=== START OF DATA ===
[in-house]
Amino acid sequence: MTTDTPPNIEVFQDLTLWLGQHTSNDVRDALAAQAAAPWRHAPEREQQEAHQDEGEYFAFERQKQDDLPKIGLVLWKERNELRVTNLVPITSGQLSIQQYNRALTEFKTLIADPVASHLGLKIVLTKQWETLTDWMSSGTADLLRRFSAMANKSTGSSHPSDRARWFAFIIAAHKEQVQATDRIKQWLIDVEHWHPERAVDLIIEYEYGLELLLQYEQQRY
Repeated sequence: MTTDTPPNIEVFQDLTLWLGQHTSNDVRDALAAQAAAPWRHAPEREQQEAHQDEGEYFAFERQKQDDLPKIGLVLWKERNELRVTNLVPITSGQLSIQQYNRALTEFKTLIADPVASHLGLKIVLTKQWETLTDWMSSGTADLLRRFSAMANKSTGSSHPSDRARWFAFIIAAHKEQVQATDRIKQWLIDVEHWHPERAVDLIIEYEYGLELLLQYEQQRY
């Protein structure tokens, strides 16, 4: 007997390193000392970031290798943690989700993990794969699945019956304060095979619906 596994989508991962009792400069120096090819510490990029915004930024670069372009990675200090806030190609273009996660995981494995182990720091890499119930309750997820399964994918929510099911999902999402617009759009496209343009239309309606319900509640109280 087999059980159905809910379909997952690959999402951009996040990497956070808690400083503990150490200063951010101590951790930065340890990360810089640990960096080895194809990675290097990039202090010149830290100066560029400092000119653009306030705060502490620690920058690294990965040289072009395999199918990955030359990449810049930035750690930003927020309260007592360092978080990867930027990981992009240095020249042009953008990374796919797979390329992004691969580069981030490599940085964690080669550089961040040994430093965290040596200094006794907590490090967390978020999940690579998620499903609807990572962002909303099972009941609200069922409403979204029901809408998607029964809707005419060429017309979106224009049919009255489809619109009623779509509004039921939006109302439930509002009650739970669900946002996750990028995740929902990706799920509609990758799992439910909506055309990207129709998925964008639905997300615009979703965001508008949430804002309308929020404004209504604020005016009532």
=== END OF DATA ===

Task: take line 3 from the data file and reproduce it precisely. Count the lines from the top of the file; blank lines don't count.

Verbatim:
Repeated sequence: MTTDTPPNIEVFQDLTLWLGQHTSNDVRDALAAQAAAPWRHAPEREQQEAHQDEGEYFAFERQKQDDLPKIGLVLWKERNELRVTNLVPITSGQLSIQQYNRALTEFKTLIADPVASHLGLKIVLTKQWETLTDWMSSGTADLLRRFSAMANKSTGSSHPSDRARWFAFIIAAHKEQVQATDRIKQWLIDVEHWHPERAVDLIIEYEYGLELLLQYEQQRY